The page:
Sacroiliac Joint Syndrome

Sacroiliac dysfunction is a common cause of back pain. In most instances, the condition and the discomfort that comes with it can be managed through conservative treatment; however, some cases may require spine surgery.

The sacroiliac joint is located in the low back between the spine and hip joint, and normally does not move much. Misalignment of this joint can cause the pain associated with sacroiliac dysfunction.

Sacroiliac joint pain is usually located in the low back, just to the side of the midline. It is usually one sided, but not always. The pain often radiates down to the knee and into the groin on the same side. Typically, it is difficult to find a comfortable position when lying in bed. Sacroiliac joint pain can become severe and disabling if not treated.

The typical patient is often a woman in her 30s or 40s who has had children. It is thought that the relaxation of the sacroiliac ligaments necessary for childbirth does not fully reverse, and that a subsequent minor trauma may sublux (partially dislocate) the joint and cause pain. Younger women may develop sacroiliac problems as a result of sport or other injuries. The condition also occurs in men, but less frequently and usually from more severe injuries, often involving lifting while the trunk is in torsion.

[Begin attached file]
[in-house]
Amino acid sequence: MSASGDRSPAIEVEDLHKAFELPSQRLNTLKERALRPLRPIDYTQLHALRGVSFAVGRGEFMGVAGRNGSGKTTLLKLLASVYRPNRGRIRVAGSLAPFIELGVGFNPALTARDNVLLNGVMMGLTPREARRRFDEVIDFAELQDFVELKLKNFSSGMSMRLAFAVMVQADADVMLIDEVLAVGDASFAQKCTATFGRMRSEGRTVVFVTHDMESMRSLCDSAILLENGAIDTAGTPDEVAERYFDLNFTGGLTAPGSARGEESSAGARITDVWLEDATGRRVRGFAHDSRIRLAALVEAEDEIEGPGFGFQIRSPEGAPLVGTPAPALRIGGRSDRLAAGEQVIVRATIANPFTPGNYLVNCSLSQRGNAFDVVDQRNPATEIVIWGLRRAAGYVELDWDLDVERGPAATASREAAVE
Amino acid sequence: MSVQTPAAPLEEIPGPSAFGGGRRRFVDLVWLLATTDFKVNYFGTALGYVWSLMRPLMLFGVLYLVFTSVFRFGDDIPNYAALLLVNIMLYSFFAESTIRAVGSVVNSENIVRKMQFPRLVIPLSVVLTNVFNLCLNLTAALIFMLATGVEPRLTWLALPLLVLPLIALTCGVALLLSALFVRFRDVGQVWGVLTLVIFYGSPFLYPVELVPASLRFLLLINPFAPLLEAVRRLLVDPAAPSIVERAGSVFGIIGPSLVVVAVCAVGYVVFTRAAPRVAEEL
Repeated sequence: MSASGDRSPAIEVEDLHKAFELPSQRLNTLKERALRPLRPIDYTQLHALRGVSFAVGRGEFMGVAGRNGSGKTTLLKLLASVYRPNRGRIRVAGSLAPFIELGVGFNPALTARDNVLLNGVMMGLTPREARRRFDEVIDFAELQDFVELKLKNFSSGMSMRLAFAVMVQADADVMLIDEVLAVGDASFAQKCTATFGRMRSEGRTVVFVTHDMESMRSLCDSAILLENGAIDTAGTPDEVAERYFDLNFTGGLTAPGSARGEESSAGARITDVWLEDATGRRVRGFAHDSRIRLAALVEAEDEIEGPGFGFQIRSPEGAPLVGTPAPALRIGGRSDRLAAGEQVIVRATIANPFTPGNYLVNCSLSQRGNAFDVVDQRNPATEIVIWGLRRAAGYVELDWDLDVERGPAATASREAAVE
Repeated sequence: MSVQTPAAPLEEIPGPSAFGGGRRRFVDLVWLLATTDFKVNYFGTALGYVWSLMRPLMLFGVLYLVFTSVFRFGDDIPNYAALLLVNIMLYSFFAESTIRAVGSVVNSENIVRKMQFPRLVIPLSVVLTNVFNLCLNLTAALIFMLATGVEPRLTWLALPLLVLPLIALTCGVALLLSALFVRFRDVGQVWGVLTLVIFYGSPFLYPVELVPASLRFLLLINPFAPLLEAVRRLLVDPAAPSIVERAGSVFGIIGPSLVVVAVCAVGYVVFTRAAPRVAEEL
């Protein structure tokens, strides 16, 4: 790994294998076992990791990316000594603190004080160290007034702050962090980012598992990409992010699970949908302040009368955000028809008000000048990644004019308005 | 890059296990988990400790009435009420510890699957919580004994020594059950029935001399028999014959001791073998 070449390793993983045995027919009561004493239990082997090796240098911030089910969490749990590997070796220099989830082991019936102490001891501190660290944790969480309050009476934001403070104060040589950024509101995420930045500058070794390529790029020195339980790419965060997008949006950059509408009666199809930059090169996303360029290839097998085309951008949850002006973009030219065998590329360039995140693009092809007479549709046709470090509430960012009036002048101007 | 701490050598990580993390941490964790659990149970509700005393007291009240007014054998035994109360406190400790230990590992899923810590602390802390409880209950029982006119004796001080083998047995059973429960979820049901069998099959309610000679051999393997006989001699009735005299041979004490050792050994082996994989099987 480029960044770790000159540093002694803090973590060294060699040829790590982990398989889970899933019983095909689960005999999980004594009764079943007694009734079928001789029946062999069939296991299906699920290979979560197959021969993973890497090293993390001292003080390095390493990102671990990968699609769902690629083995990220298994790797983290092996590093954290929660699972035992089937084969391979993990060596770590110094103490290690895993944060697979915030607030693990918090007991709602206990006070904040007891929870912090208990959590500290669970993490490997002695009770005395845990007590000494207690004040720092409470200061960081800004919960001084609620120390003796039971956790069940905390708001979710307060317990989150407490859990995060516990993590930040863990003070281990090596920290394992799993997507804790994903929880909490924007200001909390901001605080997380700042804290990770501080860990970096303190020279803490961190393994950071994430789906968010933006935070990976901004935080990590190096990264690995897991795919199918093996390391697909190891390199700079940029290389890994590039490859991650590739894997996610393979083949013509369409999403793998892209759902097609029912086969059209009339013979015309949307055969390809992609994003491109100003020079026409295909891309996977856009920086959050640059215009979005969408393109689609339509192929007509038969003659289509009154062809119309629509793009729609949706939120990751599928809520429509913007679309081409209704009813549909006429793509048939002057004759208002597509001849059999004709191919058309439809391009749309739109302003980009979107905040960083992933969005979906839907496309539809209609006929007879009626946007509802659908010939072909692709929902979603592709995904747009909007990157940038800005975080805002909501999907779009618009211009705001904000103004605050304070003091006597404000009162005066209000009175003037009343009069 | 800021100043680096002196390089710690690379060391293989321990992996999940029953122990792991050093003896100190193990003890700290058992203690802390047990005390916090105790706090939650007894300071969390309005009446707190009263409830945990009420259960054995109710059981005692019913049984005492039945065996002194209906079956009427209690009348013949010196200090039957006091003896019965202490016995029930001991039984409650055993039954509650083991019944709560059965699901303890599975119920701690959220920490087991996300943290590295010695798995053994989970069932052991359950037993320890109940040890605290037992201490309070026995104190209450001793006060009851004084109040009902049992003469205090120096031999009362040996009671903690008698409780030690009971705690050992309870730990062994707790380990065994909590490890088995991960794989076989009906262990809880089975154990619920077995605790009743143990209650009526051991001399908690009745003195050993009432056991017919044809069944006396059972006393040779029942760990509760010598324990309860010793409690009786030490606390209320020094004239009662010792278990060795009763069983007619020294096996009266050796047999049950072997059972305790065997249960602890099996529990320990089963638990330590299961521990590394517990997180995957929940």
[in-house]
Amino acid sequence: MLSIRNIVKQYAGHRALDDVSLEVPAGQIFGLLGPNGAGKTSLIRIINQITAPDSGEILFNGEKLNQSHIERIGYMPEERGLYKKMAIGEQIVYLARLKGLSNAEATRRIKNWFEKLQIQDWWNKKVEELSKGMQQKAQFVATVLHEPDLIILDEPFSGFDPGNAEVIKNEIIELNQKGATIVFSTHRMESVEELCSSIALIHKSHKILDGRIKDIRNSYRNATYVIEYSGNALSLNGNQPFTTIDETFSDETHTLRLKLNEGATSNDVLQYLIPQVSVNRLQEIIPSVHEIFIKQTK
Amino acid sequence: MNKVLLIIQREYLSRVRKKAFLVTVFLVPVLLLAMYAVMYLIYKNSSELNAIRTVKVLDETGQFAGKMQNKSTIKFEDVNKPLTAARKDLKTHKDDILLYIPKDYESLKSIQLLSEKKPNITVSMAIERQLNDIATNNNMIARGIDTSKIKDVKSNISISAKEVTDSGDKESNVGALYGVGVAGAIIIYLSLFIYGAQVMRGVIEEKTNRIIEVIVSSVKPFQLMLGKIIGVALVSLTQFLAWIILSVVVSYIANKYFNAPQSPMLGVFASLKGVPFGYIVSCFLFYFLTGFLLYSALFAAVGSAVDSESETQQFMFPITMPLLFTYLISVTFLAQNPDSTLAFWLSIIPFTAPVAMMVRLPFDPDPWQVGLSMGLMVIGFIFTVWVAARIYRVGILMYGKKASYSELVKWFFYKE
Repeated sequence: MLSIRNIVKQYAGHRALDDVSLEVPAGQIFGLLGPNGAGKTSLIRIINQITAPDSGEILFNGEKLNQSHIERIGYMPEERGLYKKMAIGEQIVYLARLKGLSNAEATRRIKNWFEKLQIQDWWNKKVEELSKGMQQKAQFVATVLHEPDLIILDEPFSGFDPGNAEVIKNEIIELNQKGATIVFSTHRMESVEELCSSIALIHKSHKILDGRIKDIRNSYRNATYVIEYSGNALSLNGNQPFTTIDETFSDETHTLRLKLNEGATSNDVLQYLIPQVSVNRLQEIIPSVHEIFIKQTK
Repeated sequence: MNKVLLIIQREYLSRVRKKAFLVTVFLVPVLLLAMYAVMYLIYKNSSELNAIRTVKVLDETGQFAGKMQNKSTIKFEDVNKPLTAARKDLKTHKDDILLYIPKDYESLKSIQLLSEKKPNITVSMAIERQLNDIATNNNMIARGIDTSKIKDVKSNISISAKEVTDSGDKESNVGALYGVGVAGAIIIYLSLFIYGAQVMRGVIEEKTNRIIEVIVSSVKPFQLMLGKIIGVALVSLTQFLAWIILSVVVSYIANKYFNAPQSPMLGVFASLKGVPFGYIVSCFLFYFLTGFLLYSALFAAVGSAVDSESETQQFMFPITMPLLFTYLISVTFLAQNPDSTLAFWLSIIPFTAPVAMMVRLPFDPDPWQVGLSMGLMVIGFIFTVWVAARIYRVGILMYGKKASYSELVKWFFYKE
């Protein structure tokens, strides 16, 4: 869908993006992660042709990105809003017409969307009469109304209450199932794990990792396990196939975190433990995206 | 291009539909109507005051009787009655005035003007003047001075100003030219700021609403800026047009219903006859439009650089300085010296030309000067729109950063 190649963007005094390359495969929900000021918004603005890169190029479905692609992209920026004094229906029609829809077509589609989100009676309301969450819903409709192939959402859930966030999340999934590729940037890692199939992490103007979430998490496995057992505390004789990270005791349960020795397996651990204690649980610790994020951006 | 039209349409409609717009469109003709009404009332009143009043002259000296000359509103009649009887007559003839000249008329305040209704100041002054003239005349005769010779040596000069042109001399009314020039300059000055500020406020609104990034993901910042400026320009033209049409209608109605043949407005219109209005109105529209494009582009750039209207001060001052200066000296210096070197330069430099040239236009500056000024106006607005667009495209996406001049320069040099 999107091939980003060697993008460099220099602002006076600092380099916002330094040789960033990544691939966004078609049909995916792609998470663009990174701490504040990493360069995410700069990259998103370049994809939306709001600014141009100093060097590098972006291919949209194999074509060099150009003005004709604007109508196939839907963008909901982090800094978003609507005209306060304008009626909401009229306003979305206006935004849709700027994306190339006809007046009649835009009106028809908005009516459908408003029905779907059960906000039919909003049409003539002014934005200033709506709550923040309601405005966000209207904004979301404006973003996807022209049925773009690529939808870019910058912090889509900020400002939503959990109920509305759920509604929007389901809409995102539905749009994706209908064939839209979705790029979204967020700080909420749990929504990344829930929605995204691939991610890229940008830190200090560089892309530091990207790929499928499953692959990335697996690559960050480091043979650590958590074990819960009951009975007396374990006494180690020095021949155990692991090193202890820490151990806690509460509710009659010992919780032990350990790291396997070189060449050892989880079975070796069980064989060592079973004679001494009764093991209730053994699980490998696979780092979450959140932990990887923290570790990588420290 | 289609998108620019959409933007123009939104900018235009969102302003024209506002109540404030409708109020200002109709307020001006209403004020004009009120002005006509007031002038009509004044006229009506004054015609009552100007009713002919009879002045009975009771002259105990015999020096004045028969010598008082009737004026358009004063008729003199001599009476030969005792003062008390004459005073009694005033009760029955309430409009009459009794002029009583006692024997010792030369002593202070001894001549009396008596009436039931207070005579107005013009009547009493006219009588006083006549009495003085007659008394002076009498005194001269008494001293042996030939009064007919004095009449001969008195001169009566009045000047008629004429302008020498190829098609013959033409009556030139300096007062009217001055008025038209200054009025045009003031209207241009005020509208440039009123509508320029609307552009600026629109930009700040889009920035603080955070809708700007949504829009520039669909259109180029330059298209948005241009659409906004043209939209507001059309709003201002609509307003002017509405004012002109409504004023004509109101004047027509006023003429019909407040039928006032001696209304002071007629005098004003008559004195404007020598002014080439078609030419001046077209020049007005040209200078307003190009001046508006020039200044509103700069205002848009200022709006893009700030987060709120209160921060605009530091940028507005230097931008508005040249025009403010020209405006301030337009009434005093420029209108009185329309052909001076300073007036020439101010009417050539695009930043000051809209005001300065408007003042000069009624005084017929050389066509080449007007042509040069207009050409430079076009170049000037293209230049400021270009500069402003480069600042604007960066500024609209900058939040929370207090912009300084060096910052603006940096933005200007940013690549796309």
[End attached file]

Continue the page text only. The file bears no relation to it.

Accurately diagnosing sacroiliac joint dysfunction can be difficult, and must be done by clinical exam. Its symptoms can mimic those of other common conditions, such as disc herniation and radiculopathy (pain along the sciatic nerve that radiates down the leg). Unless a doctor specifically checks for sacroiliac dysfunction, the physical examination often will turn out “normal” and some patients may be told that nothing is wrong with them.

During the exam, the doctor may try to determine if the sacroiliac joint is the cause of pain by moving the joint. If the movement recreates the patient’s pain, and no other cause of pain has been found (such as a disc herniation on an MRI scan), the sacroiliac joint may be the cause of the pain.

A sacroiliac joint injection is another diagnostic tool that may be used. In this test, a physician uses fluoroscopic guidance (live X-ray) and inserts a needle into the sacroiliac joint to inject lidocaine (a numbing solution). If the injection relieves the patient’s pain, it can be inferred that the sacroiliac joint is the source of the pain. A steroid solution also may be injected to decrease inflammation in the sacroiliac joint and decrease pain.

About 40% of the time, sacroiliac dysfunction is associated with piriformis syndrome. The piriformis is a small muscle in the buttock that stabilizes the sacroiliac joint. When irritated, it causes pain in the buttock. The piriformis muscle happens to overlap the sciatic nerve and can also cause sciatic pain down the leg all the way to the foot. This is often mistaken for sciatica, caused by a pinched nerve root in the spine.

If diagnosed early, the majority of patients with sacroiliac dysfunction and/or piriformis syndrome will improve with conservative treatment, which may include manipulation, physical therapy and anesthetic/steroid injections.

For those who do not respond to conservative measures, minimally-invasive surgery is the appropriate next step, which involves stabilizing the sacroiliac joint through fixation and fusion. Sometimes the piriformis muscle also may need to be treated surgically to relieve pressure on the sciatic nerve.

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